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stupid humidity!! GAAAH!

Discussion in 'Coop & Run - Design, Construction, & Maintenance' started by technodoll, Dec 9, 2009.

  1. technodoll

    technodoll Songster

    Aug 25, 2009
    Quebec, Canada
    (( sorry, ranting below! ))

    It's been around 95% humidity OUTSIDE the past few days, blizzard conditions with freezing temps and arctic winds, blowing snow and IT'S SO WET AND DAMP!!

    How on earth am I supposed to keep the coop inside at less than 95% humidity when it's that wet outside??

    I had to close off all the air vents as freezing wind was pushing in, the girls are shivering and am very frustrated at the whole thing!

    I've patched and insulated the old coop as best as I could but it's still damp, cold and drafty - the heat lamp is on 24/7 but doesn't seem to do much except skyrocket our electricity bill (I have a 9-week old pullet under there, alone because the other girls pecked her to bleeding point).

    All this and winter is barely starting.


  2. That system is heading here, and I closed up the coop and barn as tight as I safely could. With only 12 hens I have lots of airspace. Do you have lots of clean bedding? I topped mine today along with a sprinkling of food-grade DE and a little Stable Boy on the planks and perimeter. Is there any other place you can relocated the 9-week-old? My fallback location is a downstairs bathroom where I brooded the chicks. I know it has been terrible there, you must be ready to rip your hair out. [​IMG]
  3. technodoll

    technodoll Songster

    Aug 25, 2009
    Quebec, Canada
    Batten the hatches!! [​IMG]

    It's not the cold nor the snow that's miserable, it's the WIND! [​IMG]

    A bit warmer at the end of day than this morning, but oh man has it ever been brutal.

    Skin freezes in less than two minutes if not protected.

    Good luck with your coop, let us know how it goes!
  4. patandchickens

    patandchickens Flock Mistress

    Apr 20, 2007
    Ontario, Canada
    Well, on the one hand, no, obviously you can't change the weather [​IMG]

    OTOH it is not necessarily quite as dire as you might think. First, just b/c it is humid and below freezing does not *guarantee* frostbite or anything like that, just makes birds more susceptible (so keep a close frequent eye on them).

    Also, if you manage things shrewdly and keep a generally clean DRY coop, your coop may have sort of "negative water capacity" for a while so to speak, that is to say the wood and bedding can be dry enough to absorb and handle a certain amount of weather-related humidity for a while (at least if you limit ventilation to only what's necessary).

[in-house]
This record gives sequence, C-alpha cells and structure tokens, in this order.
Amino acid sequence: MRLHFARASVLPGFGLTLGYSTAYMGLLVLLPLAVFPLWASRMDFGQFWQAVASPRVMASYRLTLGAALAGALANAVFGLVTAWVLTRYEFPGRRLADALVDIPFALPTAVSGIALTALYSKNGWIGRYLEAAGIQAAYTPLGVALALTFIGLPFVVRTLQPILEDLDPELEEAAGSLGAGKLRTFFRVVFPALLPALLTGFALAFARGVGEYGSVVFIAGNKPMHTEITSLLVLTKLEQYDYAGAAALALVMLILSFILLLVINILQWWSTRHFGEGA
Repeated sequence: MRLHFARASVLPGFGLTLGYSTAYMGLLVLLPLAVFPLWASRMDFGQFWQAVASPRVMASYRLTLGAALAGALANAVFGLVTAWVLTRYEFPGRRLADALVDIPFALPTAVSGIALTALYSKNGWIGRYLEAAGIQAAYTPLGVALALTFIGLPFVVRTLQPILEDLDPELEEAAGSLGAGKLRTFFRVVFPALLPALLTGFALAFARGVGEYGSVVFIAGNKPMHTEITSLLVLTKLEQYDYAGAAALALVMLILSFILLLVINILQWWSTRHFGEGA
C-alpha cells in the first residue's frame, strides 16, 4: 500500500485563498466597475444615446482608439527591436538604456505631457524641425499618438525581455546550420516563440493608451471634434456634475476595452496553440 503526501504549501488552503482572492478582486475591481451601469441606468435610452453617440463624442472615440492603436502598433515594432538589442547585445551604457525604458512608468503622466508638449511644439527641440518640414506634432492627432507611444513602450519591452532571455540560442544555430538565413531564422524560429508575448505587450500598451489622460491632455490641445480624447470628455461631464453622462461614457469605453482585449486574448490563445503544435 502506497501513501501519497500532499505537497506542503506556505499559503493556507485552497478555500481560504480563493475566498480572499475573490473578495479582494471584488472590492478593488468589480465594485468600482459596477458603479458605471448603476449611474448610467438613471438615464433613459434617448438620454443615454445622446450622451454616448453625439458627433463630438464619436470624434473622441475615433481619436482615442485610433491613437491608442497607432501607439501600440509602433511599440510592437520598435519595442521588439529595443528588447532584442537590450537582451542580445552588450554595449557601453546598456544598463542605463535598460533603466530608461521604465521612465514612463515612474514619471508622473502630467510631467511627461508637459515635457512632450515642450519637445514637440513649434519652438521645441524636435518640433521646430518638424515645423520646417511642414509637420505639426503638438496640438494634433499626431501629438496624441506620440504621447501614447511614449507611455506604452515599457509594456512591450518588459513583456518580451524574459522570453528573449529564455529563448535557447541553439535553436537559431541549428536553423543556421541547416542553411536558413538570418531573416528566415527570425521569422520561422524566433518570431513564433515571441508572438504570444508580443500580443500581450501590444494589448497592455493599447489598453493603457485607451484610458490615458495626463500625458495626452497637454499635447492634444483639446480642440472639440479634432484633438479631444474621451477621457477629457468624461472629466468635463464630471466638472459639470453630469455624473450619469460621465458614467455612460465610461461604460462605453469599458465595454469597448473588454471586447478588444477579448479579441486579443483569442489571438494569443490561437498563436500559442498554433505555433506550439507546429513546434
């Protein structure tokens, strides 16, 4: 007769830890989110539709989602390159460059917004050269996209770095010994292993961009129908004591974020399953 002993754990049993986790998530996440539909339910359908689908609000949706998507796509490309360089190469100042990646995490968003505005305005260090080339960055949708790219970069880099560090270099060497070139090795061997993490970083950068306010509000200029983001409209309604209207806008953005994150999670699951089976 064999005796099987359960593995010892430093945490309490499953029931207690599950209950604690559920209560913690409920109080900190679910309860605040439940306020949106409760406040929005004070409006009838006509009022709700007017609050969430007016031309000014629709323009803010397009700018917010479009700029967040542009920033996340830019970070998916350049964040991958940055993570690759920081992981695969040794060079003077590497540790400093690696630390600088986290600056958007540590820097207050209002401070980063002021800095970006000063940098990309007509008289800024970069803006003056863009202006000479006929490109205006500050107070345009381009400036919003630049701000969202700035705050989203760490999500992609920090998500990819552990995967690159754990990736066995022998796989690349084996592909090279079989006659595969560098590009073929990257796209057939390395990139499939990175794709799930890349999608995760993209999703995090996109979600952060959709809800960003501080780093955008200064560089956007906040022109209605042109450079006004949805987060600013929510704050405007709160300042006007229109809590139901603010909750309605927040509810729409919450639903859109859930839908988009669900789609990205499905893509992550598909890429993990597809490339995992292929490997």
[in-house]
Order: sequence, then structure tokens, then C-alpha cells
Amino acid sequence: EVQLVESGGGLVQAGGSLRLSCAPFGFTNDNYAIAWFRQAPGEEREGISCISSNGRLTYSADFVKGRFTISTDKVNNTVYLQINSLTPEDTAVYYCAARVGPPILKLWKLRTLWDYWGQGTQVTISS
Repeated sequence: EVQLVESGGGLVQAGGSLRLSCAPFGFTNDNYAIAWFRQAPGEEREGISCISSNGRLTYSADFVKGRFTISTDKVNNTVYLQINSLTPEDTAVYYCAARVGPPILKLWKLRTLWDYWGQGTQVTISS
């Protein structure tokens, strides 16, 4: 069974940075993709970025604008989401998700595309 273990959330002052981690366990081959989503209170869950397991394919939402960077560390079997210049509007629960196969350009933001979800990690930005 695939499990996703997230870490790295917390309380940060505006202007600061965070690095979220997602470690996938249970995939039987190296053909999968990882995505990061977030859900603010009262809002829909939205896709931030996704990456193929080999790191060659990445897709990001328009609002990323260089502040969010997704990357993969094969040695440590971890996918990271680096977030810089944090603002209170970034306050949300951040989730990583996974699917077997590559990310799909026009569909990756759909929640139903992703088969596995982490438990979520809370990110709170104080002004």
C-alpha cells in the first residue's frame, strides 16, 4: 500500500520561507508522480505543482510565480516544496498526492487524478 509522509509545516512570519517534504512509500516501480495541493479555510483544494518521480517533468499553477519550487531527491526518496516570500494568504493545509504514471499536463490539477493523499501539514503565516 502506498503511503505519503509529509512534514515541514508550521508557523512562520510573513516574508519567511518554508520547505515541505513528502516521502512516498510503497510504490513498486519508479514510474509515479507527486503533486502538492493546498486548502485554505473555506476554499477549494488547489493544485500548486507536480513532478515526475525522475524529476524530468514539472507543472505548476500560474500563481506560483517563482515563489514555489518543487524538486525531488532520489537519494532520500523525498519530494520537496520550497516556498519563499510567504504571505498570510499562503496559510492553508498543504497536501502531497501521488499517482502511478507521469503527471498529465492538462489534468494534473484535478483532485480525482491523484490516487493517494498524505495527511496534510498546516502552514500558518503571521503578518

Finally, if your coop is warmer than the outdoors -- and with a large insulated coop with a dirt or slab floor, it WILL be unless you have a whole big lot of windows open -- then *because of the warmer temps indoors* the outdoor air will become less humid when it comes indoors. (In terms of relative humidity, that is, which is what matters w/r/t frostbite. Warmer air can hold more water, so for a given # g of water per volume of air, when that air becomes warmer, it has a lower relative humidity).

    If you think you are seeing problems (pale or dark comb points), you can plug in a lamp for them to get under, but I wouldn't *assume* you're going to have problems just b/c it is yucky weather.

    Good luck, have fun,

    Pat, a little ways upwind of you at the moment, with similar weather although perhaps not quite as chronically-wet as you're describing
  5. Omani

    Omani Songster

    Aug 10, 2009
    I feel your pain. We're an hour south of Buffalo (blizzard of '77 anyone?) That nasty weather is coming here tonight.[​IMG]
    Luckily, we added plastic sheeting to the walls as a wind barrier, like a house wrap. The temps inside have been staying above 45*F (outside 20*-25*F). But I don't have a clue what to do about the humidity other than change the bedding every day. I'm hoping that once this storm passes and I can open the vent, it will go down.
  6. technodoll

    technodoll Songster

    Aug 25, 2009
    Quebec, Canada
    Pat, it feels colder IN the coop than outside...

    I have a wood floor and scoop out the poop from under the sleeping quarters about once a week to limit the dust, the flock likes to scratch all the bedding into coop corners so I add a bit about 3 or 4 times a month to the bare spots and the cycle repeats itself.

    Heating lamp (175W) is on 24/7 to try and dry things up, good news is that the coop thermometer is reading -2C (just below freezing point) with 95% humidity but none of the water dishes have any ice (I have 3 different pens in one coop).

    I don't want to see the electricity bill [​IMG]

    When the arctic winds die down I will open up the ventilation traps again, although I know they are too small for the coop.

    We're selling this place and should be out by next summer, one condition is that when we move I get to build a brand-new coop for the flock instead of patching up this century-old drafty rotten piece o'crap! Woo!

    Now if only the flock can stay alive and healthy until spring, we're all set.


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